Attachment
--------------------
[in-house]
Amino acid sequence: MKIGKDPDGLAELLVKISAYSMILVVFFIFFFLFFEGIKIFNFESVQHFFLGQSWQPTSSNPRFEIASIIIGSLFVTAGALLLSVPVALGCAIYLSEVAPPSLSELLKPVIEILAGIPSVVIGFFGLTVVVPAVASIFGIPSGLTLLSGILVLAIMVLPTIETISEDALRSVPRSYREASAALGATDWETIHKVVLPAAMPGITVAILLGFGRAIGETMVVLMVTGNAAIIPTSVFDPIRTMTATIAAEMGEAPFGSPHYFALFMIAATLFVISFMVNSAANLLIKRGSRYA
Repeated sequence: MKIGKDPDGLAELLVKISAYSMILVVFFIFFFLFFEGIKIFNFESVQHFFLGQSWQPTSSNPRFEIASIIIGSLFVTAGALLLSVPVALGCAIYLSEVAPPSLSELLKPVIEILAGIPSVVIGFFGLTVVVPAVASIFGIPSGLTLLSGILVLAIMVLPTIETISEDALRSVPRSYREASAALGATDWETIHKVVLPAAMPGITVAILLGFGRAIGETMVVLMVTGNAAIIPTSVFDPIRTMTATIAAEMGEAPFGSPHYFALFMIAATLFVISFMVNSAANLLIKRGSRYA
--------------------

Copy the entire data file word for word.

[in-house]
Amino acid sequence: MKIGKDPDGLAELLVKISAYSMILVVFFIFFFLFFEGIKIFNFESVQHFFLGQSWQPTSSNPRFEIASIIIGSLFVTAGALLLSVPVALGCAIYLSEVAPPSLSELLKPVIEILAGIPSVVIGFFGLTVVVPAVASIFGIPSGLTLLSGILVLAIMVLPTIETISEDALRSVPRSYREASAALGATDWETIHKVVLPAAMPGITVAILLGFGRAIGETMVVLMVTGNAAIIPTSVFDPIRTMTATIAAEMGEAPFGSPHYFALFMIAATLFVISFMVNSAANLLIKRGSRYA
Repeated sequence: MKIGKDPDGLAELLVKISAYSMILVVFFIFFFLFFEGIKIFNFESVQHFFLGQSWQPTSSNPRFEIASIIIGSLFVTAGALLLSVPVALGCAIYLSEVAPPSLSELLKPVIEILAGIPSVVIGFFGLTVVVPAVASIFGIPSGLTLLSGILVLAIMVLPTIETISEDALRSVPRSYREASAALGATDWETIHKVVLPAAMPGITVAILLGFGRAIGETMVVLMVTGNAAIIPTSVFDPIRTMTATIAAEMGEAPFGSPHYFALFMIAATLFVISFMVNSAANLLIKRGSRYA